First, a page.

Nick Cave: Let There Be Light

Once a holy terror trespassing on hallowed ground, Nick Cave has given over to tender mercies and spiritual hymns. He’s still got the devil inside him, only these days he’s feeling closer to God. By Jonathan Valania. Photos by Trevor O’Shana

He was born like this, he had no choice. Nick Cave was born with the gift of a golden voice. He asked Leonard Cohen, “How lonely does it get?” Leonard Cohen hasn’t answered yet. But Nick Cave hears him coughing all night long, a couple floors above him in the Tower Of Song.

In the beginning, there was the Birthday Party. And it was good. Rock ‘n’ roll as sonic aneurysm: screeching, cataclysmic and cruel. The Birthday Party was scary. Not in the silly Count Chocula way of the misguided goths who would follow in its steps, but, like, Exorcist scary. Danger was the Birthday Party’s business, and in the early ‘80s, business was good. Nick Cave was the human cannonball at the microphone, and the band would light the fuse and run for cover. When the audience demanded blood, Cave could open up and bleed with the best of them. When he got bored with that, he would jump into the crowd for a good punch-up or maybe just drop-kick the head of any audience member who dared to stand in the front row. There was much weeping and gnashing of teeth. The Birthday Party nicknamed one tour the “Oops, I’ve Got Blood On The Tip Of My Boot” tour.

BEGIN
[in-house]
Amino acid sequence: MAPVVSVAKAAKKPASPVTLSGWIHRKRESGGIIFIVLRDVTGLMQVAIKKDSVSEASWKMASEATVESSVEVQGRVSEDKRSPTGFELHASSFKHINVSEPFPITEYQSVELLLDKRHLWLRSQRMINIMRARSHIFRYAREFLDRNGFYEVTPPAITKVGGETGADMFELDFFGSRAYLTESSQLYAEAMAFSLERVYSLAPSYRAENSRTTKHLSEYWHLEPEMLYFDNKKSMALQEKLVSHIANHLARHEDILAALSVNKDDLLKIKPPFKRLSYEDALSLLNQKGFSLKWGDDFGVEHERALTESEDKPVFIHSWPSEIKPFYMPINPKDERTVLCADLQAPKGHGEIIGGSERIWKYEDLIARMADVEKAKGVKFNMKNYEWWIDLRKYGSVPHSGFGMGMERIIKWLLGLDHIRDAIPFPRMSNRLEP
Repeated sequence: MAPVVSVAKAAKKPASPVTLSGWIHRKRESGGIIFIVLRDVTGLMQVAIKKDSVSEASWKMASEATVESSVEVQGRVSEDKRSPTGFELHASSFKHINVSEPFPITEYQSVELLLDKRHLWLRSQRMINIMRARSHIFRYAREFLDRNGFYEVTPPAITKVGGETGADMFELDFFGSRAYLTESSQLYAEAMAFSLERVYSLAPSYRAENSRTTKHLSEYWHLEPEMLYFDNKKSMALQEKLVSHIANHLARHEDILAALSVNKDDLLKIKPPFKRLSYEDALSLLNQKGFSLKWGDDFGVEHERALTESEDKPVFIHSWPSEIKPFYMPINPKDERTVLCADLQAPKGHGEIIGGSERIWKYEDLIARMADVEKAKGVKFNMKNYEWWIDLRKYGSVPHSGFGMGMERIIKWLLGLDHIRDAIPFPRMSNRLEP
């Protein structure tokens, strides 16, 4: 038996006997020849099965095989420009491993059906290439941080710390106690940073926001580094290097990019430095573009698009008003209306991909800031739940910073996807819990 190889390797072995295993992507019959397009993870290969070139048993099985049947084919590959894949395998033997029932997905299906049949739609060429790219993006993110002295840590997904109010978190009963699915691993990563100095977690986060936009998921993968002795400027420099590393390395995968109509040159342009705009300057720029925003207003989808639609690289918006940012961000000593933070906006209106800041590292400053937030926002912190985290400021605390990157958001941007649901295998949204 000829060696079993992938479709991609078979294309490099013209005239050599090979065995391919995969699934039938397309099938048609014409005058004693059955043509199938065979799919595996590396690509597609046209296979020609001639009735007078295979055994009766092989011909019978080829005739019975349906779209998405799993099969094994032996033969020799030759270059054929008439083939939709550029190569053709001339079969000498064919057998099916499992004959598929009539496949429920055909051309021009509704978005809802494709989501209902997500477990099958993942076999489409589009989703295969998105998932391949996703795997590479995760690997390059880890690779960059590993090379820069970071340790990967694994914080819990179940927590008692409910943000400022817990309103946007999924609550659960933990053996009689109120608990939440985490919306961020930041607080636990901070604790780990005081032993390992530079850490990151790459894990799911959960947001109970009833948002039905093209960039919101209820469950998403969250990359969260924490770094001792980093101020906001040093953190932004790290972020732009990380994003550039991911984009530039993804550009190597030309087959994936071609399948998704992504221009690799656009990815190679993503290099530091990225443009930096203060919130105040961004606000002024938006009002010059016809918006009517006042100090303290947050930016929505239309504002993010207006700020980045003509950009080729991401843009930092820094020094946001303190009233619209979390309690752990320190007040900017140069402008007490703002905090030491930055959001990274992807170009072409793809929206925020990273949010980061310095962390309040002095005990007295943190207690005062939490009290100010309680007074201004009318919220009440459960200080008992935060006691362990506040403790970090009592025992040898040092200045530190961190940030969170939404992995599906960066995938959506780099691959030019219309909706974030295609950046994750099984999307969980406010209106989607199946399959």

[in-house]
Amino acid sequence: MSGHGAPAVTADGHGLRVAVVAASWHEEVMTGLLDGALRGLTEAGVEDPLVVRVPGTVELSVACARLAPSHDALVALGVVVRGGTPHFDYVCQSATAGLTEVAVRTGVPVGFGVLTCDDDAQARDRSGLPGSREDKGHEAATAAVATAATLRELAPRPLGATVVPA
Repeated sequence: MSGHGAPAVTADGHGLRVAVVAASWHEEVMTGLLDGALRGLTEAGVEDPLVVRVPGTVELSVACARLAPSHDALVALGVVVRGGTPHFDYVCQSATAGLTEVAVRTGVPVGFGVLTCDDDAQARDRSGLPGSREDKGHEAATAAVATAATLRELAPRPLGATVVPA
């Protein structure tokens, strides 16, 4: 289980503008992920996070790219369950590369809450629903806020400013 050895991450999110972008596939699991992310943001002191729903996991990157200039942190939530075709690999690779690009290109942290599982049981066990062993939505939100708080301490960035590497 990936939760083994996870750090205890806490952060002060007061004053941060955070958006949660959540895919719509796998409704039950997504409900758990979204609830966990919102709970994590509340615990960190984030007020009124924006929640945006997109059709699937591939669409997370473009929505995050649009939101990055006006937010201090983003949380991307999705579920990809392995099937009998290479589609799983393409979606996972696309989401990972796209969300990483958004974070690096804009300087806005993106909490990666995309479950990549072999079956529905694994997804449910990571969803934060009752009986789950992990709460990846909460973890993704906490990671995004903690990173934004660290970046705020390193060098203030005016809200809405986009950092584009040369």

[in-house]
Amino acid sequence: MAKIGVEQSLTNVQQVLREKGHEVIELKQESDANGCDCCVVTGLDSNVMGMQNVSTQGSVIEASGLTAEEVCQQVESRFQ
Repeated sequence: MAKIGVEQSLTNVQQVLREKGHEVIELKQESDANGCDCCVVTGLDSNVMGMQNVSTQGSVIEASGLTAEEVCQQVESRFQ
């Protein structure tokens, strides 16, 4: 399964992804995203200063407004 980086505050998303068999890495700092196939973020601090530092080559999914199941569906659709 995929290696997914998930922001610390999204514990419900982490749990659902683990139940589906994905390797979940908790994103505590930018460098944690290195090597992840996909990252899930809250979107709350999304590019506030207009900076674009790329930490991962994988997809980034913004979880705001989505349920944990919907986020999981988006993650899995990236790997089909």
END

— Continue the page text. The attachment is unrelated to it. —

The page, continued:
And there were drugs—bags and bags of drugs. The worst drugs money can buy. It wasn’t long before Cave was willing to cut off his leg to feed his arm, and things only grew more ghoulish and dastardly. He literally wrote lyrics with a blood-filled syringe. Until one day the Birthday Party ran out of blood and the willingness to extract it from others. All things move toward their end, as Cave would later write, and the Birthday Party had stopped moving. So ends the first chapter in the Book Of Nick.

“Things changed when Nick stopped reading the Old Testament and started reading the New Testament,” says Mick Harvey, Cave’s musical co-conspirator since the beginning of the Birthday Party.

You can pretty much understand the entirety of the New Testament by reading the shortest sentence in the Bible: Jesus wept. At some point, somewhere deep in his coal-black junkie heart, Cave did, too. He still had demons to exorcise when he went solo in the mid-‘80s, backed by charter Bad Seeds like guitarist/drummer Harvey, Einstürzende Neubauten anti-guitarist Blixa Bargeld and bassist Barry Adamson.

Slowly but surely, the hellfire and brimstone of the Old Testament gave way to the sorrow and the pity of the New Testament. There were still trials and tribulations, to be sure. The quality of mercy could still be strained. One album was called Your Funeral … My Trial, and Cave wasn’t kidding. Another record was called Murder Ballads, and he was totally kidding. In 1988, down and out in Berlin, Cave was reduced to dealing heroin to feed his habit, all the while laboring over And The Ass Saw The Angel, his years-in-the-works novel of Southern-gothic fabulism (which finally saw the light of day the next year). Under threat of jail time from the last of countless drug busts, Cave was forced into rehab.